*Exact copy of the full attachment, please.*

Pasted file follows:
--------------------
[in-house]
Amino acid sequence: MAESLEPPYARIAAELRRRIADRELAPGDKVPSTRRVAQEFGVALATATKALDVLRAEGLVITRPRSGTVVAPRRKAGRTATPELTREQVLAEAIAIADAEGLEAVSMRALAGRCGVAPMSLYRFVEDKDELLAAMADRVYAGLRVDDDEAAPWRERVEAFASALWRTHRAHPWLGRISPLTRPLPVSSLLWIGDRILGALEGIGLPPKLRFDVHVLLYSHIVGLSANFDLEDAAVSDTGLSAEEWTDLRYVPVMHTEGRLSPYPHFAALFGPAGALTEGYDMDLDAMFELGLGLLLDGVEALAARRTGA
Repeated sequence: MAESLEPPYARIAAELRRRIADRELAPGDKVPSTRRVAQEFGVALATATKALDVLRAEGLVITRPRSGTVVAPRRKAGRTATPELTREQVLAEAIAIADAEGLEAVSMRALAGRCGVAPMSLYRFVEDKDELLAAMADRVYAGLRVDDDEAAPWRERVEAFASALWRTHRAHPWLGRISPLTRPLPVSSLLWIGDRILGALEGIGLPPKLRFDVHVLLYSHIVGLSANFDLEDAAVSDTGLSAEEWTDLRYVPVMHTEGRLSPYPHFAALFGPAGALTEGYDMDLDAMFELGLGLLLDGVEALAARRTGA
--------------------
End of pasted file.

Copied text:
[in-house]
Amino acid sequence: MAESLEPPYARIAAELRRRIADRELAPGDKVPSTRRVAQEFGVALATATKALDVLRAEGLVITRPRSGTVVAPRRKAGRTATPELTREQVLAEAIAIADAEGLEAVSMRALAGRCGVAPMSLYRFVEDKDELLAAMADRVYAGLRVDDDEAAPWRERVEAFASALWRTHRAHPWLGRISPLTRPLPVSSLLWIGDRILGALEGIGLPPKLRFDVHVLLYSHIVGLSANFDLEDAAVSDTGLSAEEWTDLRYVPVMHTEGRLSPYPHFAALFGPAGALTEGYDMDLDAMFELGLGLLLDGVEALAARRTGA
Repeated sequence: MAESLEPPYARIAAELRRRIADRELAPGDKVPSTRRVAQEFGVALATATKALDVLRAEGLVITRPRSGTVVAPRRKAGRTATPELTREQVLAEAIAIADAEGLEAVSMRALAGRCGVAPMSLYRFVEDKDELLAAMADRVYAGLRVDDDEAAPWRERVEAFASALWRTHRAHPWLGRISPLTRPLPVSSLLWIGDRILGALEGIGLPPKLRFDVHVLLYSHIVGLSANFDLEDAAVSDTGLSAEEWTDLRYVPVMHTEGRLSPYPHFAALFGPAGALTEGYDMDLDAMFELGLGLLLDGVEALAARRTGA